Shirley Jacobs writes to inform me that the W E Johns Appreciation Society now has a website. It's clearly quite an active group -- there's a magazine, Biggles Flies Again, published twice a year, and regular meetings with the next in Derby on 24 October. Via the site, one can keep up with W. E. Johns, Biggles, Worrals et al in the press, or explore the wider world of Bigglesiana on the web. (Which introduced me to a site devoted to Popular Flying, a magazine edited by Johns which featured articles by a number of airpower writers familar to me, such as J. M. Spaight, E. Colston Shepherd, Arch Whitehouse and Nigel Tangye.)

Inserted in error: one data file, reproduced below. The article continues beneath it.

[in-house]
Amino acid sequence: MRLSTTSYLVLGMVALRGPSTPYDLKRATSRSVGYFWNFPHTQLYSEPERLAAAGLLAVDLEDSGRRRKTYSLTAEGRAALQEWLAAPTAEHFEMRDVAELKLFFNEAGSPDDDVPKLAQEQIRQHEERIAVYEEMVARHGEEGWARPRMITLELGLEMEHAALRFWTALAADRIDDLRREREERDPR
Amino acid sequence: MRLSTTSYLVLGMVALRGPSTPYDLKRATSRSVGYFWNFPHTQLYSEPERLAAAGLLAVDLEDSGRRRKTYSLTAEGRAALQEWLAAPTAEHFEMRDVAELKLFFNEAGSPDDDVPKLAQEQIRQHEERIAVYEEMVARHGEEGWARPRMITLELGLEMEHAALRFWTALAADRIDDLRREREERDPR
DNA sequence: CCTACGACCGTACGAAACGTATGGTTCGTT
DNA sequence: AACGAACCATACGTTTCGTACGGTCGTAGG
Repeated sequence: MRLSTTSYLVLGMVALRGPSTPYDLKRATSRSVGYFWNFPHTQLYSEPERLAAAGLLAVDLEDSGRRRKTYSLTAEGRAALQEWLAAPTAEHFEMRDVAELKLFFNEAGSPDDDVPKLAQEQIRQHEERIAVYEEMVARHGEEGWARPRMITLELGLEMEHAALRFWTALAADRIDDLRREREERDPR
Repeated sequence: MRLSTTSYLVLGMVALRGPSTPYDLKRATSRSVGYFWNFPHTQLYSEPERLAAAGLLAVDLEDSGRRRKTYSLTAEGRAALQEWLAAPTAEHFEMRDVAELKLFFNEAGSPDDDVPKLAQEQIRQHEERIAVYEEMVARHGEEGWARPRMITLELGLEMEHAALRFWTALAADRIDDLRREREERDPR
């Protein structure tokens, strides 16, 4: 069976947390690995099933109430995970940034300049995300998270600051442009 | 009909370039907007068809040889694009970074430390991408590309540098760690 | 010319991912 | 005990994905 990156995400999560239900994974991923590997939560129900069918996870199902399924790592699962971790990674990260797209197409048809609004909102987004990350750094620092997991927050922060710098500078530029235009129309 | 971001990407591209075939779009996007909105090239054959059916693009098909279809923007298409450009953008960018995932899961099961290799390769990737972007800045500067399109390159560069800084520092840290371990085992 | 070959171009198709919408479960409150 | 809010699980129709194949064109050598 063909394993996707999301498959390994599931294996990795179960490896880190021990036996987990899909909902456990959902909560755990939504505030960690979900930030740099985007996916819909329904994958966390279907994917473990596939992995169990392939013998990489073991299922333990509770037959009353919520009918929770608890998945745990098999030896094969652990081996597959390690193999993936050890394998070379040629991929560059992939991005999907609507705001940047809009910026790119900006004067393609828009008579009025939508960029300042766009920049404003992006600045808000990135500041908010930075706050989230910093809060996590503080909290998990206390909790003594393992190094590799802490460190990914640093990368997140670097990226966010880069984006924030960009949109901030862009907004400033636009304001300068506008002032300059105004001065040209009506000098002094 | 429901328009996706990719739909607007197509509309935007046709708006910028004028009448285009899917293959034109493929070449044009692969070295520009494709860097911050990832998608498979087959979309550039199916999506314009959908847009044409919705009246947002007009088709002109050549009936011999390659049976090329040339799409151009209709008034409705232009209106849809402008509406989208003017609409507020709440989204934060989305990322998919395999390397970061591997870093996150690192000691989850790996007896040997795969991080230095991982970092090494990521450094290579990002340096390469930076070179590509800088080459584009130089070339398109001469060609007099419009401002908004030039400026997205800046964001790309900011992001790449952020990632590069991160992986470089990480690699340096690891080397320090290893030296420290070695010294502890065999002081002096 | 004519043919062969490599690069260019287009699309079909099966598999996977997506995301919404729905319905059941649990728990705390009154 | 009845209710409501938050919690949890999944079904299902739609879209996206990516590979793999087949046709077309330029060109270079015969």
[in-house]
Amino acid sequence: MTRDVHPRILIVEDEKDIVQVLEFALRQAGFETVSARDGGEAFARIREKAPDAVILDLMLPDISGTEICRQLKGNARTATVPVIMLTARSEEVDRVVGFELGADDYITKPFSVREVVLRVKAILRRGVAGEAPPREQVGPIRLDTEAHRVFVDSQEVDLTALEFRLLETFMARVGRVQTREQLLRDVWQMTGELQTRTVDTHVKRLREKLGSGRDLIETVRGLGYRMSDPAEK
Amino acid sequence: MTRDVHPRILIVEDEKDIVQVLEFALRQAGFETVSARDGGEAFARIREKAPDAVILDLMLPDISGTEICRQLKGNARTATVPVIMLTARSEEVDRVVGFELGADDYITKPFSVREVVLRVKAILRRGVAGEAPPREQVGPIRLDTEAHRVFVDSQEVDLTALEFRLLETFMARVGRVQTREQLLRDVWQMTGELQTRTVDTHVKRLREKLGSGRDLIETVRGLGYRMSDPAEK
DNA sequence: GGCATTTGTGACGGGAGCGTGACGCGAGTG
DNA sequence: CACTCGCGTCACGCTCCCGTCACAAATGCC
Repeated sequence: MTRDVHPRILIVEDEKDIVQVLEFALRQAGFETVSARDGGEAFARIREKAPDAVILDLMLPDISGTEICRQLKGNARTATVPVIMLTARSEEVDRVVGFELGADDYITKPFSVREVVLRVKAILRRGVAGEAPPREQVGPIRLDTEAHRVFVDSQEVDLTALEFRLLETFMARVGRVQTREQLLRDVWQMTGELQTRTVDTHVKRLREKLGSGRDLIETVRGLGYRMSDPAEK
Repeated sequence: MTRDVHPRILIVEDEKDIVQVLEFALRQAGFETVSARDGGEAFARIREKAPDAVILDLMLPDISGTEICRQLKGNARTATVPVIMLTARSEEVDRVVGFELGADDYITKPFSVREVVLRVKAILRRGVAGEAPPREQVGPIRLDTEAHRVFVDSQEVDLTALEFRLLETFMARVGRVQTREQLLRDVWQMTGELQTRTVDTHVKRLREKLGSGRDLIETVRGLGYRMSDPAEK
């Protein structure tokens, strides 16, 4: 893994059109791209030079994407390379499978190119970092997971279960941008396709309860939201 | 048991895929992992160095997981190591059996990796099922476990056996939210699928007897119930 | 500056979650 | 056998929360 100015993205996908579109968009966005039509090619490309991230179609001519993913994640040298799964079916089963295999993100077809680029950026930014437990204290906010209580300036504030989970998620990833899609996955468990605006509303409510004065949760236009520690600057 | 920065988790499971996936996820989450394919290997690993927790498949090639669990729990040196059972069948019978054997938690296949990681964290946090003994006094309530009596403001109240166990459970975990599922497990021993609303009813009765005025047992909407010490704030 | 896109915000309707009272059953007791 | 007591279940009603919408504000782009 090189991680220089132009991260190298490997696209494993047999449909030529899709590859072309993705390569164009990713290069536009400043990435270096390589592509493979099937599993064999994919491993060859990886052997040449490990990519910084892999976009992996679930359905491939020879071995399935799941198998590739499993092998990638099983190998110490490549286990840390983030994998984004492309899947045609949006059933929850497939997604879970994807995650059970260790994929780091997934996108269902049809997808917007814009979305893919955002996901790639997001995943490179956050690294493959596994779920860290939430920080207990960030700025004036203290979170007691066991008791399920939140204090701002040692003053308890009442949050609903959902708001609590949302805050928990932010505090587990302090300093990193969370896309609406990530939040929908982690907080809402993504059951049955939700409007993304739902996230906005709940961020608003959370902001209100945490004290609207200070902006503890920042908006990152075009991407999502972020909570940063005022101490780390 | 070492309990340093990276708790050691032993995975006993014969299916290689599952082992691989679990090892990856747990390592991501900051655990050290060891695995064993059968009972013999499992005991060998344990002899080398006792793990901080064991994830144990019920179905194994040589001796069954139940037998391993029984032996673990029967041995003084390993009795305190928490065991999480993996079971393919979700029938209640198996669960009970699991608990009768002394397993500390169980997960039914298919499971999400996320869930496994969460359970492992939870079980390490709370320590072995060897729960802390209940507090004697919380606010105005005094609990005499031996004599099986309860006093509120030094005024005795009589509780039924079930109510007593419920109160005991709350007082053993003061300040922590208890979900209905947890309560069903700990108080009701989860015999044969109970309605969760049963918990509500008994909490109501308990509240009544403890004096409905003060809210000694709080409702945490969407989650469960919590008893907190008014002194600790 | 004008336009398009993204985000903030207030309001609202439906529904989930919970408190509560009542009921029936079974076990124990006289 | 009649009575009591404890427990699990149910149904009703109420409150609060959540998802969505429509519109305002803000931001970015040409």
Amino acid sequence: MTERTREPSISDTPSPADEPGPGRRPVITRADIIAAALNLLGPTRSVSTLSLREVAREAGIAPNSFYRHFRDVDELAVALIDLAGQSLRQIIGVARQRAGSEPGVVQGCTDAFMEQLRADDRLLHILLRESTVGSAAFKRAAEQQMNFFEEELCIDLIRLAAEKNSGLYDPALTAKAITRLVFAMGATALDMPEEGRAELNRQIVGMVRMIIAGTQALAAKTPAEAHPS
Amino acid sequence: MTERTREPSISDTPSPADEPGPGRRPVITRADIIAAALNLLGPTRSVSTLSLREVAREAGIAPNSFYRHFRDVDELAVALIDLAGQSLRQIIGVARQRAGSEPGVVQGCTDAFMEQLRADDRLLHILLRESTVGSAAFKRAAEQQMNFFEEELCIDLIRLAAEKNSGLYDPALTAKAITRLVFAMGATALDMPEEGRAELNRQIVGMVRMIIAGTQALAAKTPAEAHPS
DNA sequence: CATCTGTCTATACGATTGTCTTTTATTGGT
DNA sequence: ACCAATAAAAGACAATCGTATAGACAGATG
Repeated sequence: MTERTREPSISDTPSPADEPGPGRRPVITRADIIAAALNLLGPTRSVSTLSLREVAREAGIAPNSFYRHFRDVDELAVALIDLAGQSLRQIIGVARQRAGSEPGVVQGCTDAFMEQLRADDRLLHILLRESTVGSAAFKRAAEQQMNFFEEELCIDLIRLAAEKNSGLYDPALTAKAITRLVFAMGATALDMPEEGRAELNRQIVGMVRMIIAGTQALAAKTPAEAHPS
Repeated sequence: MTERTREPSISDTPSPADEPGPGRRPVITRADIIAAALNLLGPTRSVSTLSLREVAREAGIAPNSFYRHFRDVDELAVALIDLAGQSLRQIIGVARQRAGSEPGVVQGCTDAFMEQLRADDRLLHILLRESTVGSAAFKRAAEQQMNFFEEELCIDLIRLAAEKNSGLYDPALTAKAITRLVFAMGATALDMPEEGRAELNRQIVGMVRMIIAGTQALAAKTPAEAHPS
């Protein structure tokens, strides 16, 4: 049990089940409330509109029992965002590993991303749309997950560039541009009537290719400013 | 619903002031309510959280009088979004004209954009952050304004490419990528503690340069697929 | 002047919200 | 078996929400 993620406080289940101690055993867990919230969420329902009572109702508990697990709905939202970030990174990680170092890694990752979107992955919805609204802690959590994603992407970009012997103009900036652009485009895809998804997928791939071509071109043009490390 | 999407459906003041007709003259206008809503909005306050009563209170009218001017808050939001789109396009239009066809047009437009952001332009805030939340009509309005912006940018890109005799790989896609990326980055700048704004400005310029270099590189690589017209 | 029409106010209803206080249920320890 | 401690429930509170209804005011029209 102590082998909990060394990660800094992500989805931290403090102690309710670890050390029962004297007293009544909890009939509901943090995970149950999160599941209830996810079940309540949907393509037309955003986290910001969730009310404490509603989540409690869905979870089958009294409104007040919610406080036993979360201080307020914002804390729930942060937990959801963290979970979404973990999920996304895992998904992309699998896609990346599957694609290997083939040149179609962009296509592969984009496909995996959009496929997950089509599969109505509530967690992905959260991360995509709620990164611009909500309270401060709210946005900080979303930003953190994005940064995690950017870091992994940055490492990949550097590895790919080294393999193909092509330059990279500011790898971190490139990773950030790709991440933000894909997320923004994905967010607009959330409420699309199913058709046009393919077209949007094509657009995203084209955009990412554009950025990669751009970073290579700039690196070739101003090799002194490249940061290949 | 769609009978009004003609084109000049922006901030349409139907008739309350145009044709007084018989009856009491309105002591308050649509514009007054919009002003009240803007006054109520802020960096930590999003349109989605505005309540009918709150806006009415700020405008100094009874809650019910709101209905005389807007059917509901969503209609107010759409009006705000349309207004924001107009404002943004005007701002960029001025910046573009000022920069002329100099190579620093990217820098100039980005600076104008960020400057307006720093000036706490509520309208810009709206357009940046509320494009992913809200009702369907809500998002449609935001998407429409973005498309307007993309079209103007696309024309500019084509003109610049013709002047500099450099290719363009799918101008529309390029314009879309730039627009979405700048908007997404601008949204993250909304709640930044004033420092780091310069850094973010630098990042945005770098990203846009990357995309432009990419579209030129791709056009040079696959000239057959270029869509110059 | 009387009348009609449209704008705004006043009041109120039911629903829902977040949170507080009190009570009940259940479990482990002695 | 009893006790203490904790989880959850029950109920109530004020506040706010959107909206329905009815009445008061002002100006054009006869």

At one point I had managed to work in a brief reference to Biggles in my thesis, but sadly had to cut it for reasons of space. So here's what I was going to say!
And even Biggles, the flying adventurer whose popularity with boys dates from this period, got into the act [of popularising the knock-out blow theory] in Biggles and the Black Peril (published 1935), foiling German plans to set up navigational beacons on the English coast in preparation for a sudden and massive air attack.1
W. E. Johns, Biggles and the Black Peril (London: Red Fox, 2004 ). ↩
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